By Dr. Lenore A. Tate | Special to California Black Media Partners
Numerous studies have confirmed that homelessness and behavioral and mental health problems affect African Americans at disproportionate rates in California and around the United States.
On a very primary and personal level, homelessness affects an individual’s mental health. Looking at the data: approximately 30% of people who are chronically unhoused have a mental health condition, about 50% have a co-occurring substance use problem and 42% have a disabling condition such as a developmental disability, HIV/AIDS or injuries from combat such as post-traumatic stress disorder.
In California, 43% of the Black Californians interviewed reported that someone close to them has experienced homelessness – a rate much higher than any other racial group in the survey, according to a survey conducted by the California Health Care Foundation,
Black women in particular – are at a higher risk for exposure to mental health stresses.
“A variety of circumstances put Black women at high risk for mental and emotional stress – economic insecurity, responsibilities of caregiving, neighborhood violence, lack of social support and physical illness or disability,” reads the website of the California Black Women’s Health Project.
“As a result, many are plagued by tension, anxiety, worry and fear. Because of the powerful and complex links between the mind, emotions and body, chronic states of stress and anxiety can have dangerous and sometime fatal, health consequences. In addition, the daily struggles of coping with racism and sexism further exacerbate mental and emotional stress,” the write-up on the website reports.
When these intersecting issues go unaddressed, they can compound and adversely affect individuals.
Black people make up 13.6% of the population in the United States and account for approximately 21% of those living in poverty. Blacks in California comprise 6.5% of the population but are more than 40% of the homeless/unhoused population! In fact, in most shelters, food banks, drop-in centers for the unhoused, the majority of those served are from Black or Brown communities. Black people outnumber White people 12 to 1 among the homeless population.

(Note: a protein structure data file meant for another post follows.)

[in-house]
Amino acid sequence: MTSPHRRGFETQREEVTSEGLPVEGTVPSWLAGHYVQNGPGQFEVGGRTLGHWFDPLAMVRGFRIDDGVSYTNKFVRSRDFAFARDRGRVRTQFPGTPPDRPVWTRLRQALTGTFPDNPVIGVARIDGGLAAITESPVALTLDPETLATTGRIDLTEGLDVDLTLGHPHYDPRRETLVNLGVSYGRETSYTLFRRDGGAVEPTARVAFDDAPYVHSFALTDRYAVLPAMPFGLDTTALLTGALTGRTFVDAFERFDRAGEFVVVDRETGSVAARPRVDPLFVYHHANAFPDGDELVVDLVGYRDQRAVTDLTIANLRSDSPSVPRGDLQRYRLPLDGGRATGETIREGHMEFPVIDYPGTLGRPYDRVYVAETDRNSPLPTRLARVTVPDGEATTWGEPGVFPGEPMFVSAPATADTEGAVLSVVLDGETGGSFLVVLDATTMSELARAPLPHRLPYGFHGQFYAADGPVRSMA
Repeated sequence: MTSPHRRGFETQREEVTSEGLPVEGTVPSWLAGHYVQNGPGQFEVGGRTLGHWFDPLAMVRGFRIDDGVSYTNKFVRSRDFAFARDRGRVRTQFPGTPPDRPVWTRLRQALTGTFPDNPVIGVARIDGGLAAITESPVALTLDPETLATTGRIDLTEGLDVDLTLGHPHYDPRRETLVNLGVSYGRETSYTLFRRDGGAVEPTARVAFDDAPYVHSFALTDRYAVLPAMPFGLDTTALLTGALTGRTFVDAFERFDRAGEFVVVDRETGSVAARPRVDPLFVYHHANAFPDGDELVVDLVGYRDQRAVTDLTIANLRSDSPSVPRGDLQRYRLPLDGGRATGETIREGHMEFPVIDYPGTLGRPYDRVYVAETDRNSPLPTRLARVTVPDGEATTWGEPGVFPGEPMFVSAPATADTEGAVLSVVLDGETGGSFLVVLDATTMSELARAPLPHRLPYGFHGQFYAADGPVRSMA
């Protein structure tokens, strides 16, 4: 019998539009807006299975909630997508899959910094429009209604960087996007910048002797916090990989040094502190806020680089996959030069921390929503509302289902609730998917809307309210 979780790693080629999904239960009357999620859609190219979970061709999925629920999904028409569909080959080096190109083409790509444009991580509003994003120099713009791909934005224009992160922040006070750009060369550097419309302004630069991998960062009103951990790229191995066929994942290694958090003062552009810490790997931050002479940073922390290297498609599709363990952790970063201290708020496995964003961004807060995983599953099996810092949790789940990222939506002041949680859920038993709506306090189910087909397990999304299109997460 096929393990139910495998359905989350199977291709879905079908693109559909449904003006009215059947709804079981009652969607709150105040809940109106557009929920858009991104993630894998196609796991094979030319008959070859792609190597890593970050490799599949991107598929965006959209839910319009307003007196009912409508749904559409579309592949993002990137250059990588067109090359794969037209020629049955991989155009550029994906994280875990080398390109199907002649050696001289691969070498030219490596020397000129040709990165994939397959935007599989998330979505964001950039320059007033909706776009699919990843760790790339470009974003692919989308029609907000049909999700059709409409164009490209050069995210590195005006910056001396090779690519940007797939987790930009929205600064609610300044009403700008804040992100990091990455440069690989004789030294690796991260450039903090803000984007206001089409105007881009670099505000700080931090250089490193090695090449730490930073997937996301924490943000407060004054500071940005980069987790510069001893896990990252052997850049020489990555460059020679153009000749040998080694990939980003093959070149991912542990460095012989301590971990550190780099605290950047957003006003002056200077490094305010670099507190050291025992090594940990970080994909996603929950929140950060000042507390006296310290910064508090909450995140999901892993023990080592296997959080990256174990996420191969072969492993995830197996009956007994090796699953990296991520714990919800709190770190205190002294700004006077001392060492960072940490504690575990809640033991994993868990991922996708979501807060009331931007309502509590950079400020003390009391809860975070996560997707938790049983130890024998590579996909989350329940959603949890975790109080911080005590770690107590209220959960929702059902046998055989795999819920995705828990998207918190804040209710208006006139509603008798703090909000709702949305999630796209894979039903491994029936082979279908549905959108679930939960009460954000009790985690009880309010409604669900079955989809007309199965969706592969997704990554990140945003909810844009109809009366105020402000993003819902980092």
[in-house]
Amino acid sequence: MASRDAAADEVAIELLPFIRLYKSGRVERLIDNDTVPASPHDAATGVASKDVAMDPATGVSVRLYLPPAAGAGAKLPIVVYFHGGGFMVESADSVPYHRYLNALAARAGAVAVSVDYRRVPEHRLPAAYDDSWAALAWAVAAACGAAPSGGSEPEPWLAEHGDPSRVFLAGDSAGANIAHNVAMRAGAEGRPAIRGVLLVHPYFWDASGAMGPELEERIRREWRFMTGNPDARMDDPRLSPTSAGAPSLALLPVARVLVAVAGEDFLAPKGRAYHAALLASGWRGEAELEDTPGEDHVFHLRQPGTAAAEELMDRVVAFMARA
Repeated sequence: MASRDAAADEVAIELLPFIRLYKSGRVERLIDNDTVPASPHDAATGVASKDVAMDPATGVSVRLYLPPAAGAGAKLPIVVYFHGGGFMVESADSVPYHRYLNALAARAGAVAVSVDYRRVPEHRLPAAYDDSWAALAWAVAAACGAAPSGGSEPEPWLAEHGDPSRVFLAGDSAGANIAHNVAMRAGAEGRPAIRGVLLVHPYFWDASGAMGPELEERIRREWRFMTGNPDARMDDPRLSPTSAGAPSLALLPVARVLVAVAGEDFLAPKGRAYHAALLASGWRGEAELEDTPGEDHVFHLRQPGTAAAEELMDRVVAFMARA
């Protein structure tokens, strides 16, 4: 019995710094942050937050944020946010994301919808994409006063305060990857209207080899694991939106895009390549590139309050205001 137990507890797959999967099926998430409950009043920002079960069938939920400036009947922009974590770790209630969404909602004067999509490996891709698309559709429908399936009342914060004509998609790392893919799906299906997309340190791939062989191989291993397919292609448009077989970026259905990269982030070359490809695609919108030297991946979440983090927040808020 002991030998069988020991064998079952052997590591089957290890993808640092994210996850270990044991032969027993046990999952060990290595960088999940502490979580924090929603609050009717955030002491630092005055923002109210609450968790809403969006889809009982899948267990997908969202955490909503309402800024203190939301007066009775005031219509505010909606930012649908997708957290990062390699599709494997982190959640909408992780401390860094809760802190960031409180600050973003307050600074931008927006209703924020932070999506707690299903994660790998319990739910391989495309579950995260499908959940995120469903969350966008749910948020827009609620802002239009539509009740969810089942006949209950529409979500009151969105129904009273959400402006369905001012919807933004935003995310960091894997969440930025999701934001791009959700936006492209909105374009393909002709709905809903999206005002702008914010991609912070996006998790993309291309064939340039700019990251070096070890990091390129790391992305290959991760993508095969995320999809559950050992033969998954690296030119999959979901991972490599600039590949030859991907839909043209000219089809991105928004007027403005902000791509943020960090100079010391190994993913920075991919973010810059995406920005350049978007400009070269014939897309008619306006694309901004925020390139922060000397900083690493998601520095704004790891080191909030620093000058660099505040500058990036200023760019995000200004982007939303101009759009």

California has more unhoused than any other state. Seventy percent of California’s homeless are living on the streets and in tents, etc. while in New York, data reflects that only 5% of their homeless are living on the streets.
California has instituted several policies and passed a series of laws to address the mental health and homeless crises. Last year, during his annual budget proposal, Gov. Gavin Newsom connected the challenge of solving homelessness in the state with inadequate approaches the state has taken so far to address mental health.
Among different approaches taken to address the state’s mental health challenges and, consequently, the homelessness crisis is the passage of the Community Assistance, Recovery and Empowerment Act (CARE) Act in California last year. This law, which Newsom signed into law, establishes CARE Court, an alternative to the Criminal Justice System for people who are mentally ill.
But more needs to be done if we are to address the
mountainous monumental challenges of our mental health and homelessness crises, particularly as it affects minorities. The resources and programs the state has made available have simply not kept up with the demand for services.
California was the first state in the country to propose housing as a human right under Assembly Constitutional Amendment 10 (ACA-10) (Bonta 2020). This amendment would ensure shelter for the unhoused and recognize that housing as a human right. However, after more than 70 years, housing still appears to be treated as a commodity rather than a human right.
Across the board – from prevention and early intervention to strategically providing housing and chronic care — we need to do more in the Golden State across the board.
Medical professionals need to be provided cultural sensitivity training and more needs to be done to destigmatize mental health care in the Black community. Social support systems must be strengthened, and more resources need to be committed to outreach and research so that both care and information can be targeted to serve the needs of Black Californians.
We need a combination of solutions working at the policy level, within the health care delivery system and among our social and community networks that attack the problems from various angles.
Committing to funding, decreasing hurdles in zoning, working collaboratively with public and private sectors, and creating space for ingenuity would be steps towards solving these crises. Recognizing that Black and Brown communities, children, families and seniors are unhoused as well as those that carry the weight of mental illness, leads us to act and consider prioritizing vulnerable populations of unhoused.
We must utilize all our available resources so that every Californian will be afforded the right to have housing and a ‘home’ and adequate mental health care, allowing for security, safety, and comfort.
About the Author
Lenore A. Tate, Ph.D. is a licensed psychologist in private practice in Sacramento. She has previously worked as Principal Consultant to the California Assembly and Senate Health Committees as well as the Senate Office of Research. Dr. Tate has also served as a university professor in Texas, Arizona and California. She specializes in neuropsychology, geriatrics and behavioral health.
California Black Media’s coverage of mental health in Black communities is made possible with the support of the California Health Care Foundation.